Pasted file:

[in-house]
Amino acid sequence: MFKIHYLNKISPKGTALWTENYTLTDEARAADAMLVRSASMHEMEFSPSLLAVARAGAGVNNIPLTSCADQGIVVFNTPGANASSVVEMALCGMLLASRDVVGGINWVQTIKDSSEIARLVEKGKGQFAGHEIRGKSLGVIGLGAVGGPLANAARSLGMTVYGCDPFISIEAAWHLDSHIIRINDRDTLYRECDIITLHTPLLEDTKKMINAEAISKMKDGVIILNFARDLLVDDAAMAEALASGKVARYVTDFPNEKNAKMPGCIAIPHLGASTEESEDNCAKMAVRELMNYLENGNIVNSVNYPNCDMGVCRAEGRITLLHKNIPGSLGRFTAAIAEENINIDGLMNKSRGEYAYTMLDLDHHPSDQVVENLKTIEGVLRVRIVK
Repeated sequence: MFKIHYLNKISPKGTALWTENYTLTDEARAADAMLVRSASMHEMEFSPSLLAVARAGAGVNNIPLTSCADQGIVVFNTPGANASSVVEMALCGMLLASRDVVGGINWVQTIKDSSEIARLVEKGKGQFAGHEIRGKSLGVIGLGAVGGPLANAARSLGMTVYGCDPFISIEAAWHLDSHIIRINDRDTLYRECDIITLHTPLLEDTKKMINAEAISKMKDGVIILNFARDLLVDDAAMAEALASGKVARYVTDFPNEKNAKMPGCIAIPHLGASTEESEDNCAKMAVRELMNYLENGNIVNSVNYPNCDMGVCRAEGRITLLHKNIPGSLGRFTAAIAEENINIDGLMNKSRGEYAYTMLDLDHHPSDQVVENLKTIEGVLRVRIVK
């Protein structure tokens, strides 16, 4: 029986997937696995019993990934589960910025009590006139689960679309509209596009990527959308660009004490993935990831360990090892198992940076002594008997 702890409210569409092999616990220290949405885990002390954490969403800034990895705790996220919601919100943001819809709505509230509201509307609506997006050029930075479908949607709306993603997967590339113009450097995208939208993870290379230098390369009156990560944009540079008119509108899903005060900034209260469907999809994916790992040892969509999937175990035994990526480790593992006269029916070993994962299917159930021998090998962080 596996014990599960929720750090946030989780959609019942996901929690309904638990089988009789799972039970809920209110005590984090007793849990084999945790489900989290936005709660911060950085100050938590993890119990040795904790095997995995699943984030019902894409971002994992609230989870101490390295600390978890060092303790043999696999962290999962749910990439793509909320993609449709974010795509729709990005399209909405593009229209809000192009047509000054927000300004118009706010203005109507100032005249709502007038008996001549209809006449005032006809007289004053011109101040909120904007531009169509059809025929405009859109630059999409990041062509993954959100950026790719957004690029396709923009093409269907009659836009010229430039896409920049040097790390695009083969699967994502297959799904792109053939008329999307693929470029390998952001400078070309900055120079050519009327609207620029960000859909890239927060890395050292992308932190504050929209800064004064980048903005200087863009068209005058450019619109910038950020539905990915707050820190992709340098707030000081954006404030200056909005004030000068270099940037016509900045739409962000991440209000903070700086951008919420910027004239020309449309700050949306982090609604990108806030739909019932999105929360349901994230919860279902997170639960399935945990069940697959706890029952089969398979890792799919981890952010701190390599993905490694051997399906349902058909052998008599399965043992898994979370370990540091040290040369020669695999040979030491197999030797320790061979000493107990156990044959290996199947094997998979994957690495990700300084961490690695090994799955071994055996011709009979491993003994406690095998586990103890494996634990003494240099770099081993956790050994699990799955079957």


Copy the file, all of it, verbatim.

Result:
[in-house]
Amino acid sequence: MFKIHYLNKISPKGTALWTENYTLTDEARAADAMLVRSASMHEMEFSPSLLAVARAGAGVNNIPLTSCADQGIVVFNTPGANASSVVEMALCGMLLASRDVVGGINWVQTIKDSSEIARLVEKGKGQFAGHEIRGKSLGVIGLGAVGGPLANAARSLGMTVYGCDPFISIEAAWHLDSHIIRINDRDTLYRECDIITLHTPLLEDTKKMINAEAISKMKDGVIILNFARDLLVDDAAMAEALASGKVARYVTDFPNEKNAKMPGCIAIPHLGASTEESEDNCAKMAVRELMNYLENGNIVNSVNYPNCDMGVCRAEGRITLLHKNIPGSLGRFTAAIAEENINIDGLMNKSRGEYAYTMLDLDHHPSDQVVENLKTIEGVLRVRIVK
Repeated sequence: MFKIHYLNKISPKGTALWTENYTLTDEARAADAMLVRSASMHEMEFSPSLLAVARAGAGVNNIPLTSCADQGIVVFNTPGANASSVVEMALCGMLLASRDVVGGINWVQTIKDSSEIARLVEKGKGQFAGHEIRGKSLGVIGLGAVGGPLANAARSLGMTVYGCDPFISIEAAWHLDSHIIRINDRDTLYRECDIITLHTPLLEDTKKMINAEAISKMKDGVIILNFARDLLVDDAAMAEALASGKVARYVTDFPNEKNAKMPGCIAIPHLGASTEESEDNCAKMAVRELMNYLENGNIVNSVNYPNCDMGVCRAEGRITLLHKNIPGSLGRFTAAIAEENINIDGLMNKSRGEYAYTMLDLDHHPSDQVVENLKTIEGVLRVRIVK
């Protein structure tokens, strides 16, 4: 029986997937696995019993990934589960910025009590006139689960679309509209596009990527959308660009004490993935990831360990090892198992940076002594008997 702890409210569409092999616990220290949405885990002390954490969403800034990895705790996220919601919100943001819809709505509230509201509307609506997006050029930075479908949607709306993603997967590339113009450097995208939208993870290379230098390369009156990560944009540079008119509108899903005060900034209260469907999809994916790992040892969509999937175990035994990526480790593992006269029916070993994962299917159930021998090998962080 596996014990599960929720750090946030989780959609019942996901929690309904638990089988009789799972039970809920209110005590984090007793849990084999945790489900989290936005709660911060950085100050938590993890119990040795904790095997995995699943984030019902894409971002994992609230989870101490390295600390978890060092303790043999696999962290999962749910990439793509909320993609449709974010795509729709990005399209909405593009229209809000192009047509000054927000300004118009706010203005109507100032005249709502007038008996001549209809006449005032006809007289004053011109101040909120904007531009169509059809025929405009859109630059999409990041062509993954959100950026790719957004690029396709923009093409269907009659836009010229430039896409920049040097790390695009083969699967994502297959799904792109053939008329999307693929470029390998952001400078070309900055120079050519009327609207620029960000859909890239927060890395050292992308932190504050929209800064004064980048903005200087863009068209005058450019619109910038950020539905990915707050820190992709340098707030000081954006404030200056909005004030000068270099940037016509900045739409962000991440209000903070700086951008919420910027004239020309449309700050949306982090609604990108806030739909019932999105929360349901994230919860279902997170639960399935945990069940697959706890029952089969398979890792799919981890952010701190390599993905490694051997399906349902058909052998008599399965043992898994979370370990540091040290040369020669695999040979030491197999030797320790061979000493107990156990044959290996199947094997998979994957690495990700300084961490690695090994799955071994055996011709009979491993003994406690095998586990103890494996634990003494240099770099081993956790050994699990799955079957």